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Discussion Starter #1
Our new Beneteau 40 will be launched May 8, they will be giving us a walkthrough and taking us out sailing to go over the boat. I started sailing 15 years ago on 26 , a 32 and lastly a 36 so I am pretty comfortable with the sailing part, as is my husband who sailed on a Tartan 30 as a teenager.

Last year we had a twin screw Formula 27 PC, docking was challenging, but my husband got the hang of it and a few weeks into the season was pretty good at it. As I recall docking the sailboats always was difficult. Panic time, especiall if there was wind. Our new boat comes with a bow thruster which will provide some control, we hope. My question is should we hire someone to spend half the day with us giving us instruction, tips and feedback on docking, or is it just practice. The boat will be in Noank, next to Mystic, so if anyone knows a seasoned sailor who'd be interested in tutoring us, we'd love their contact info.
 

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Actually your sailboat will tend to drift less sideways than a powerboat, and should generally be more easily controlled at low speeds due to the larger rudder. With a bow thruster there should be no great difficulty at all.

I'd just take her out somewhere where there's an open dock with little traffic and practice. You'll find with the thruster you can easily turn in your own length, and I'd expect that boat to behave quite well in reverse gear. The one thing possibly new to you after the twin screws will be prop walk, but again, with the thruster you should be fine.
 

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Discussion Starter #3
Thanks, that's reassuring. Too many people have told us if you think that the powerboat was hard to dock, wait to you try to dock the sailboat. These were all powerboaters so they probably don't have first hand knowledge.
 

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Nika44, your dealer should have someone in the area that could be of help!

I sort of agree with your power boater Friends. A twin screw power boat is a peace of cake to dock. Once you are use the boat, as you know, you can do it without touching the wheel. I not going to say that the sail boat will be harder but different.

I also 2nd what Faster said.
 

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Au contraire, mes amis!

I owned a 35' Mainship with twin engines for a few years. By playing one engine off against the other I could move that boat around anyway I wanted to, in just about any conditions.

Fast forward a few years and I now own a Hunter 30.

Anyone who tells you that docking a sailboat is as easy as a twin-screwed power boat is blowing smoke at you. Your memories of "panic" time when you docked your old boat are there for a reason. Docking a sailboat requires a lot more concentration and preparation because when things start to go wrong, you're generally screwed. You can't just back up and try again. (I can't speak for other sailboats, but I will tell you that my Hunter does not like backing up one bit) So, I've got to get it right the first time.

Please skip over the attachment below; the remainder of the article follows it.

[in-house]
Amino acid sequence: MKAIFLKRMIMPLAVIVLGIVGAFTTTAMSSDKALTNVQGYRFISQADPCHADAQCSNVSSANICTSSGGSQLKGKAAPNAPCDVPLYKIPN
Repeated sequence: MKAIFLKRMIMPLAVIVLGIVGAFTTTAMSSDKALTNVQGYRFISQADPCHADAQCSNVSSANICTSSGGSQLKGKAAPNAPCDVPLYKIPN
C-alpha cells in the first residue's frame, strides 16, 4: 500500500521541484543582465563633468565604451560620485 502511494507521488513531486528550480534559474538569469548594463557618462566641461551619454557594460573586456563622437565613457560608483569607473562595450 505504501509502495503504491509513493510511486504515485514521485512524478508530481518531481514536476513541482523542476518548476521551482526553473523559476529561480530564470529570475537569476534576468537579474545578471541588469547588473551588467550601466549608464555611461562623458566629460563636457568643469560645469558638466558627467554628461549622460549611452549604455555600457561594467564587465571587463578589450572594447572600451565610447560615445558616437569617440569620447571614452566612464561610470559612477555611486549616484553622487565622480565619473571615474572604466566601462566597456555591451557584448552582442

This being said, successful docking is just another part of the learning process. Once you become familiar with using your bow thruster you will find that it makes your life a lot easier and will quickly boost your docking ability and confidence. You'll learn from your mistakes just like all the rest of us do and the more practice you get, the better you'll become.

Best wishes with your new boat! You've bought a beauty!
 

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My question is should we hire someone to spend half the day with us giving us instruction, tips and feedback on docking, or is it just practice.
Yes, A good instructor for half a day will teach you docking and close quarters handling such that will you do it with confidence.
I keep trying to tell people that you should be able to park your boat just like a car, you simply approach slowly and stop. I've helped a few people in this area and once they learn the "secrets" of propwalk it just takes a couple hours of practice to get proficient. You don't want to get a lot of "dockrash" on your new boat anyway.
 

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I used to be completely scared to dock our sailboat, but now it doesn't bug me at all. My wife always says "Wow" now when I spin her hard around a shallow corner and pull right into a slip. There's no magic though - just practice and getting to know your boat. For example, when you parallel park your car, you just know where your bumpers are. When you pull into a parking spot, you know how close you can cut it to the car in front of you. Likewise, once you get to know the boat, you can make her do anything. By the way - learn the "Back and Fill" maneuver. It will be your best friend, and allows you to turn in a little more than your own boat's length WITHOUT the bow thruster... see http://www.his.com/~vann/KrgStuff/360turns.htm for more info.